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Blue Ocean – What makes you unique?

Everyone is unique. Our DNA, upbringing and environment in which we find ourselves makes us unique. And when a group of people unite to one goal, then unique companies are created. Companies of which only one exists in the entire world.

For its importance, you also have to look at the wonderful set of brains people have. Brain that must make the “right” decision in a split second to survive. (also read the white paper ‘The unconscious influence in marketing & sales‘) Not only in making a good decision, but also in doing so energy efficiently. Therefore, the brain is constantly looking for patterns. So our brain is super good at pigeonholing. Our brain by now instinctively knows that you can buy bread at the bakery.

And everyone loves bread, and so thousands of bakeries have sprung up in the Netherlands. More every year. Bakers all alike. After all, they all make bread. But also all are unique in their own unique way. But then what makes them unique? With bakers, of course, you can think about assortment, location, preparation methods, the baker himself, that nice saleswoman and so on. Fairly tangible unique properties.

Development of number of hot and cold bakery establishments, 2011-2021

Development of number of hot and cold bakery establishments, 2011-2021

As with bakers, the same is true with Managed Service Providers or other IT vendors. But how do you make sure you are particularly found as an MSP? What makes you different from others? As with the bakers, what makes you unique?

Blue & Red Ocean

That’s where The Blue Ocean Strategy can help. This strategy described by W. Chan Kim and Renee Mauborgne can answer that. The strategy indicates that putting yourself in the same box as your competitors is ineffective. In fact, you will then enter what is known as a Red Ocean. An “ocean” characterized by a lot of competition. Competition to be defeated, with price and product differentiation. This results in a battle in which much blood flows and the ocean changes from blue to deep red. We see IT companies mainly acting in accordance with the Red Ocean strategy.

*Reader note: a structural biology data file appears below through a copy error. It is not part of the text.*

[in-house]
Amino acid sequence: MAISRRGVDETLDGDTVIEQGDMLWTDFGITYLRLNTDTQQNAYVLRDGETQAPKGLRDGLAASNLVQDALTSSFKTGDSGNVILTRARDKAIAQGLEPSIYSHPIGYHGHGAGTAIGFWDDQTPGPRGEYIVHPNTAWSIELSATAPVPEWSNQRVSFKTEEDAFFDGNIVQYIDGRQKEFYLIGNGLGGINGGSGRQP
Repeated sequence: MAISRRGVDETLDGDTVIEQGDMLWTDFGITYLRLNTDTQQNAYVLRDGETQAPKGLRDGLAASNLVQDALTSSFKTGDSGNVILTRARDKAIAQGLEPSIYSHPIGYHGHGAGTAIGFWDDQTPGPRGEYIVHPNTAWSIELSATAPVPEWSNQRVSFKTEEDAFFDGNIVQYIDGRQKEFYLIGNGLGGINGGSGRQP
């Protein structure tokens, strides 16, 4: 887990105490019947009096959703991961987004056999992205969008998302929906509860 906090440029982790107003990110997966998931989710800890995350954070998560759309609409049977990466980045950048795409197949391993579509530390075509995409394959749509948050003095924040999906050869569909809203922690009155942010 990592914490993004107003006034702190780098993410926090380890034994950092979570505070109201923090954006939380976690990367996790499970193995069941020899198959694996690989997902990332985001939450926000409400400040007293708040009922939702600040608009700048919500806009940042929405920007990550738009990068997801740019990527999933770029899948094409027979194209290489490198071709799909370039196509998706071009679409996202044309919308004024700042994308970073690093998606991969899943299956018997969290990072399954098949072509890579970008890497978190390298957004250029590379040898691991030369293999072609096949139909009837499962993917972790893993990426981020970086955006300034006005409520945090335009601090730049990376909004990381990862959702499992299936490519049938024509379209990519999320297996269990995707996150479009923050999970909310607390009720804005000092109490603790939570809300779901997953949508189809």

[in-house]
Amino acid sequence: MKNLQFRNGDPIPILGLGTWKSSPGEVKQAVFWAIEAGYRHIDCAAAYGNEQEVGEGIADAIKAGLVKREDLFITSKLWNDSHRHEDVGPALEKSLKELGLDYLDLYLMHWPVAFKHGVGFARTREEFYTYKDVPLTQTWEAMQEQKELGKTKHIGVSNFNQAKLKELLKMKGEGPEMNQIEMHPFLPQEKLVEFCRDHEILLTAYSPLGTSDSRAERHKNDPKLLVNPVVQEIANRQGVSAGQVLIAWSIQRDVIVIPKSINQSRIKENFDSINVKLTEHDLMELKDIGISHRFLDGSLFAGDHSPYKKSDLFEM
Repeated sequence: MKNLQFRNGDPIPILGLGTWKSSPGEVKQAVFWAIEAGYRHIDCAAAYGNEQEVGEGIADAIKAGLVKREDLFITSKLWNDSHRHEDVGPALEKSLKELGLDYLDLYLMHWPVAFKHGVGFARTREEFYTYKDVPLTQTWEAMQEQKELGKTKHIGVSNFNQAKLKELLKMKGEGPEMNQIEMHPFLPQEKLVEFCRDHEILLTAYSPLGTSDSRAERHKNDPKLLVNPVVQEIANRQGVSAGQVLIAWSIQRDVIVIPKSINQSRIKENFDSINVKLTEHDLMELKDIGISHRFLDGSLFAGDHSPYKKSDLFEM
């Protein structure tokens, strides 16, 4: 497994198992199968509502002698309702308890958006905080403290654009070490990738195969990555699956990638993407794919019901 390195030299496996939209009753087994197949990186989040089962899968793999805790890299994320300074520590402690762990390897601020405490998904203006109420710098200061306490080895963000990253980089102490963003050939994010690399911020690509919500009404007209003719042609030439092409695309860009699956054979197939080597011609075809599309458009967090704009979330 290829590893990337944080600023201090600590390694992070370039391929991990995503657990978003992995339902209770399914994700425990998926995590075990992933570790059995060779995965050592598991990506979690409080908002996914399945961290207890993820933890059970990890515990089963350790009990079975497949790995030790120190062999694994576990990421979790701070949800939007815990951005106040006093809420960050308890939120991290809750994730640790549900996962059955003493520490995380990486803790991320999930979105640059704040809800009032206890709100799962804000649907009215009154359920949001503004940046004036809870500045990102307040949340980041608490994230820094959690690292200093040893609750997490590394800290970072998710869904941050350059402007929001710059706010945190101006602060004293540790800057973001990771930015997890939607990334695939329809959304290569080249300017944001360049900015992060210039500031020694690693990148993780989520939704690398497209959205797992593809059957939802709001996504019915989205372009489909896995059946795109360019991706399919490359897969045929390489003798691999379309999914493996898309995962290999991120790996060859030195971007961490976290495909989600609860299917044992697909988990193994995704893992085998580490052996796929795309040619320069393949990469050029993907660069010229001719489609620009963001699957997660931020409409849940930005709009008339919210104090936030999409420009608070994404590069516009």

To break through this, you will have to re-create your added value (Value Innovation). Within this value renewal, you will need to take two important steps, namely:

  1. Renewal of the service or product
  2. Cost Reduction

Implementing this innovation and cost reduction will create a Blue Ocean. An ocean without competition. I’ll give you two examples that are often used:

  1. Cirque du Soleil – Combining circus, dance and ballet, Canada’s Cirque du Soleil managed to create a new kind of performance. In addition, many fixed costs such as circus animals and expensive star performers were removed from the program. This allowed Cirque du Soleil to establish a new kind of “circus” with higher revenues. This created a very profitable “circus” concept.
  2. Nintendo Switch – An innovation in controlling the game console and not betting on an increasingly powerful game console with expensive components opened up a new market. A game console that was unique because of its controls and could be put away at a good price without the expensive components.

How’s that for IT?

Looking closer to home, you can also think of Office365 as a Blue Ocean. By looking differently at the traditional way software was sold as a product with a box and a distribution model, Microsoft has reinvented its application suite, and molded it into a service. Companies pay only for use of the suite. In addition, by cutting out production and distribution, she has been able to cut out a large portion of traditional costs.

For IT vendors and MSPs, you will also need to look closely at your own products and services. What are things you can combine or add to your services that make your solution unique? What helps here is to offer your service for a specific target group.

What (new) target audience can you appeal to with this? Where are the opportunities in that target market? What additions to your portfolio, make your solution even better suited to that target audience? In analogy to Nintendo, as an IAAS provider, are you going to offer more capacity and computing power, or are you going to enable smarter controls and applications?

Would you also like to swim in a Blue Ocean? But don’t know where to start? Contact us to work with us to uncover your own unique characteristics.


Do you want to know more or have a talk? Plan a call with Thijs van Hofwegen, the founder of Force21.

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